Latest Exploration Stories
More than a hundred years after Captain Robert F. Scott’s doomed expedition to the Antarctic Circle and the South Pole, his ship, the SS Terra Nova, has been discovered sunk off the coast of Greenland.
NASA made news headlines around the globe and restored the public's interest in the U.S. space program, but the pressure is on to succeed in future planned missions to the Red Planet.
The European Space Agency (ESA) is investigating the possibility of a new launch system to make Europe fully self-sufficient over the long haul.
Despite a string of failed mission launches, equipment losses, and launch setbacks over the past year, Russia is looking to restore its integrity by developing a manned spacecraft that will have humans stepping foot on the Moon again for the first time in more than 40 years.
NASA is conducting a nine-day field test starting Tuesday outside Hilo, Hawaii, to evaluate new exploration techniques for the surface of the moon.
Thanks to Internet search giant Google’s controversial Street View imaging system you can now take a virtual tour of the vast icy, desolate landscape right on your desktop.
Media representatives are invited to a briefing on Tuesday, July 10 at 9 a.m. BST at the 2012 Farnborough International Airshow in Farnborough, England.
Former astronauts are making plans to build and launch their own space telescope to track down dangerous asteroids.
On the centenary of Scott's ill-fated Terra Nova expedition to the South Pole, a study to be presented at the Society for Experimental Biology meeting on Sunday 1st July has shown that Scott's men starved to death because they were consuming far too few calories to fuel their daily exertion.
International scientists and engineers gathered together in Houston, Texas a few weeks ago to discuss ideas about future exploration of Mars.
Admiral Sir George Back FRS, born November 6th of 1796 and died on June 23rd of 1878, was a British naval officer, naturalist, artist, and explorer of the Canadian Arctic. He was born in Stockport. When he was a boy, he went to sea as a volunteer in the frigate HMS Arethusa in the year 1808 and participated in the destruction of batteries on the Spanish coast. In the following year he was involved in the fighting in the Bay of Biscay up until he was captured by the French. He remained a...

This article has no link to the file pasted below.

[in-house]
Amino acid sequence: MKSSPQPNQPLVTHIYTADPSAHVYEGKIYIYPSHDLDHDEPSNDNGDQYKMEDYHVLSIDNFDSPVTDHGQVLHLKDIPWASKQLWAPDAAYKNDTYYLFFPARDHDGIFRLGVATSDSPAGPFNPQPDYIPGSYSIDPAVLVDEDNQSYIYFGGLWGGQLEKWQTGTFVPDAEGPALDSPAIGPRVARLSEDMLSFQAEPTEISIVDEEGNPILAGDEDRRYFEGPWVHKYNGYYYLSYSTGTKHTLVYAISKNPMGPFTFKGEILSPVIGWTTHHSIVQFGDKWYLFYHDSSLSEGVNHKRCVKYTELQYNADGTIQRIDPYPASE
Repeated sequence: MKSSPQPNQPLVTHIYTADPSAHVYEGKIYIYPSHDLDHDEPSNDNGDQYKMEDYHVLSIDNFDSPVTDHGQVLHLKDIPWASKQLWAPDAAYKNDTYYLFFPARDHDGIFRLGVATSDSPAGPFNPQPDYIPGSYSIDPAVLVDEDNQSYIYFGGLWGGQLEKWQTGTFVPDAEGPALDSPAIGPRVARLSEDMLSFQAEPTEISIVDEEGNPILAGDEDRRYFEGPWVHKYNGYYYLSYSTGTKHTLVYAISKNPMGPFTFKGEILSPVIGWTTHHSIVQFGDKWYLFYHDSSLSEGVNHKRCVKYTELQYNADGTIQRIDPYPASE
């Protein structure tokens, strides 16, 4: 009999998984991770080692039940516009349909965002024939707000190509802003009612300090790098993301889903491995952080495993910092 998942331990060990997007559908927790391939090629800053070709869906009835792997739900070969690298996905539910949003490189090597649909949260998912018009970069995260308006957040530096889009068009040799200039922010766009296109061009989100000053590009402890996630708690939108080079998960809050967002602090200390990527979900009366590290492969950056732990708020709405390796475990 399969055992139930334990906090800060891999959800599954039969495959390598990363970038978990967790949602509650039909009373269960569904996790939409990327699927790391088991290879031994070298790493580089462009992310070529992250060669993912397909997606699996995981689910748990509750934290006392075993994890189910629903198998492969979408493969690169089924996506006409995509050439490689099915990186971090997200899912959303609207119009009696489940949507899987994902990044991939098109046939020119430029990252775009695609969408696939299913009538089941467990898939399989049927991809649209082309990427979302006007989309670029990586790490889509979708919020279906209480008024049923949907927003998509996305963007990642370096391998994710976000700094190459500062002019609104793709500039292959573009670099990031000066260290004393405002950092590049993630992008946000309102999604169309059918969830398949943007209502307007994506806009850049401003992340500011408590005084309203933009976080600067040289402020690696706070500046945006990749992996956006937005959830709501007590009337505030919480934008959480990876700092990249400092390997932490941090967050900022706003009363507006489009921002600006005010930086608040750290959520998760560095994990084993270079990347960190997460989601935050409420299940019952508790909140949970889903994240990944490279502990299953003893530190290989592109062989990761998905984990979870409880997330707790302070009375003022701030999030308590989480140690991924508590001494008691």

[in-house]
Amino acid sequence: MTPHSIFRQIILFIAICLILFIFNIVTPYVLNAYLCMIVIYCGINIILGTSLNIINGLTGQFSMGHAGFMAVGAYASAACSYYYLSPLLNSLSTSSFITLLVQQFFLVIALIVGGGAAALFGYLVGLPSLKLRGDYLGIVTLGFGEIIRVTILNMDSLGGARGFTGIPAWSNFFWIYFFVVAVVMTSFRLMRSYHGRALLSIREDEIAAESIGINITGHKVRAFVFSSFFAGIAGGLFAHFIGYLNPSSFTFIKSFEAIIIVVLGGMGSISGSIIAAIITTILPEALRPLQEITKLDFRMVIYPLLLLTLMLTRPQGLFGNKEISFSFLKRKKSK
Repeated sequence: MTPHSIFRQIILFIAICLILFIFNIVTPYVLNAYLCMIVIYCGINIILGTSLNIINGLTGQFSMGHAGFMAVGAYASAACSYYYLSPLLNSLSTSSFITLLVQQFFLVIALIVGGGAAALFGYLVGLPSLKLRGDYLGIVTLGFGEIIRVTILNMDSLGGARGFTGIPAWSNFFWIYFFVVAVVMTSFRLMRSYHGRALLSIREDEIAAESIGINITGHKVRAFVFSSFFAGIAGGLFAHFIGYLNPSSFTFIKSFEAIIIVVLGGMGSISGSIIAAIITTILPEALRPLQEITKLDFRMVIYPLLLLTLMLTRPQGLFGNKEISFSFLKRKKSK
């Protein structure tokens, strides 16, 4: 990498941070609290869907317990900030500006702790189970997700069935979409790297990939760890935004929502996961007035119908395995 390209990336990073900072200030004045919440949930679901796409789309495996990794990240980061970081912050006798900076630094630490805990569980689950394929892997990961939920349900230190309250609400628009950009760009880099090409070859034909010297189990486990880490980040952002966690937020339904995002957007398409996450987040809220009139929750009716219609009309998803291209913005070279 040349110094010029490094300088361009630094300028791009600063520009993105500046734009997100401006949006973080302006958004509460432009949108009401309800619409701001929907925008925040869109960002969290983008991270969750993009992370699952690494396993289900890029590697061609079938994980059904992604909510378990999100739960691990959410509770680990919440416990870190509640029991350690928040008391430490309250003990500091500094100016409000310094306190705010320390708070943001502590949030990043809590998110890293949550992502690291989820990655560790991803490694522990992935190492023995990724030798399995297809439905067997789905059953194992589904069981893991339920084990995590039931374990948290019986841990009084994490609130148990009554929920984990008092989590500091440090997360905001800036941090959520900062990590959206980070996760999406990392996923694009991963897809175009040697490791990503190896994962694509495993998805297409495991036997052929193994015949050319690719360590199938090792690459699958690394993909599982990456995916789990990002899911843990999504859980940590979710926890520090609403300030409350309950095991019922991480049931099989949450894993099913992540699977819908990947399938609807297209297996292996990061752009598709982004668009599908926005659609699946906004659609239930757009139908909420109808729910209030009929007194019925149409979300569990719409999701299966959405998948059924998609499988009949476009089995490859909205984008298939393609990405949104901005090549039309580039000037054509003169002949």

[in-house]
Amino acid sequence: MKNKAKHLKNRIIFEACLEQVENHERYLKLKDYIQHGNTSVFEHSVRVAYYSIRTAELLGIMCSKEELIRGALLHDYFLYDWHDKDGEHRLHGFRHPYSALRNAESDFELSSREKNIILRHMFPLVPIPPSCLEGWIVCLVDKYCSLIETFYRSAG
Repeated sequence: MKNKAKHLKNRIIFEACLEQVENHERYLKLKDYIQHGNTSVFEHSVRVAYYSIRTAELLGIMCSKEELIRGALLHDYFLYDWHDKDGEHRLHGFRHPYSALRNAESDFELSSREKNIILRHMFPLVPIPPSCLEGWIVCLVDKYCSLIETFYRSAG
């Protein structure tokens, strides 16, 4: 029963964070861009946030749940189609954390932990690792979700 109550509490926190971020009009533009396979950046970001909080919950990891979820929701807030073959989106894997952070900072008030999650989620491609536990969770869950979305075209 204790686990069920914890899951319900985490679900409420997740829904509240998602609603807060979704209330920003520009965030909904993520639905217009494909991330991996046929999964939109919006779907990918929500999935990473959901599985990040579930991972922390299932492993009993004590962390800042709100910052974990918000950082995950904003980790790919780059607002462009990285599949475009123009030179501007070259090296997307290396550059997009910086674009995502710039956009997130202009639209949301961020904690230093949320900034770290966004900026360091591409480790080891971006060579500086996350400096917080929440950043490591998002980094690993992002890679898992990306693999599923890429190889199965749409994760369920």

Heinrich Barth, born February 16 of 1821 and died November 25th of 1865, was a German explorer of Africa and a scholar. He is one of the greatest of the European explorers of Africa, and his scholarly preparation, ability to speak and write in Arabic, learning African languages, and character meant that he delicately documented the details of the cultures that he visited. He was among the first to comprehend the uses of oral history of the peoples, and he collected many. He established...
Willem Barentsz, born around 1550 and died on June 20th of 1597, was a Dutch navigator, explorer, cartographer, and a leader of early expeditions to the far north. He was born on the island Terschelling in the Seventeen Provinces. A cartographer by trade, he sailed to Spain and the Mediterranean to finish an atlas of the Mediterranean area, which he co-published with Petrus Plancius. His career as an explorer was spent searching for the Northeast Passage, which he reasoned must exist...
Roald Amundsen was a Norwegian explorer that was known for his expeditions into polar regions. He is best known for his discovery of the South Pole, being the first recognized explorer to reach the North Pole, and being the first explorer to travel along the Northwest Passage. He was born to Jens Amundsen and Hanna Sahlqvist in July of 1872. His family owned and managed a number of ships, but his mother did not want him to join the family trade, encouraging him to become a doctor. Amundsen...
William Clark was an American explorer, territorial governor, soldier, and Indian agent who lived between August 1, 1770 and September 1, 1838. He is best known for his exploration of the territory between the Louisiana Purchase and the Pacific Ocean, which he conducted alongside Meriwether Lewis between 1803 and 1806. William Clark, born in 1770 in Caroline County, Virginia, was the ninth child born to John and Ann Rogers Clark. His family was known in the area as common planters with a...
- Stoppage; cessation (of labor).
- A standing still or idling (of mills, factories, etc.).